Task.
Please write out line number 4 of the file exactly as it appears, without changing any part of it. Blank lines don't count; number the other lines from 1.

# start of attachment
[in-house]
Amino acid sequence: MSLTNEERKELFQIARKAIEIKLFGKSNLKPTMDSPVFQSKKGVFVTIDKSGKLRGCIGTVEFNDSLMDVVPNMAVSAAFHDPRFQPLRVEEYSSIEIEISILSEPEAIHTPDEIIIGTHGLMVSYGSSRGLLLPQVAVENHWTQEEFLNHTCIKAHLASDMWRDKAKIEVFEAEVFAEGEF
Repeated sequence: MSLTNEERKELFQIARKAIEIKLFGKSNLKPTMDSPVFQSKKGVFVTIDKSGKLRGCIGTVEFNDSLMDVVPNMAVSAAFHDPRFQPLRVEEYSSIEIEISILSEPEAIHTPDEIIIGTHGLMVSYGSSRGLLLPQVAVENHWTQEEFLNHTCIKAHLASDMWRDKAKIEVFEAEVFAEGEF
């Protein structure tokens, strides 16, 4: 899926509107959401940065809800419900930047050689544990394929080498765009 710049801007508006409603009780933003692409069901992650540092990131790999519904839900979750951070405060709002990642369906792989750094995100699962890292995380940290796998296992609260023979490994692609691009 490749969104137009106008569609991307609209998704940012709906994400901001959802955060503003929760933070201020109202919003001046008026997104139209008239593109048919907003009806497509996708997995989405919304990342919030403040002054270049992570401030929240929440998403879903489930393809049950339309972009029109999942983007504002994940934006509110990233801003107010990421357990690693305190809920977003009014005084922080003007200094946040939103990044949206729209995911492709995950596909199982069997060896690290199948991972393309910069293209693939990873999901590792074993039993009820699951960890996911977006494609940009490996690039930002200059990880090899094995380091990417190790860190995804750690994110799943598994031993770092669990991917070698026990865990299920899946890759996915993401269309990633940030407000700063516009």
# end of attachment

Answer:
């Protein structure tokens, strides 16, 4: 899926509107959401940065809800419900930047050689544990394929080498765009 710049801007508006409603009780933003692409069901992650540092990131790999519904839900979750951070405060709002990642369906792989750094995100699962890292995380940290796998296992609260023979490994692609691009 490749969104137009106008569609991307609209998704940012709906994400901001959802955060503003929760933070201020109202919003001046008026997104139209008239593109048919907003009806497509996708997995989405919304990342919030403040002054270049992570401030929240929440998403879903489930393809049950339309972009029109999942983007504002994940934006509110990233801003107010990421357990690693305190809920977003009014005084922080003007200094946040939103990044949206729209995911492709995950596909199982069997060896690290199948991972393309910069293209693939990873999901590792074993039993009820699951960890996911977006494609940009490996690039930002200059990880090899094995380091990417190790860190995804750690994110799943598994031993770092669990991917070698026990865990299920899946890759996915993401269309990633940030407000700063516009």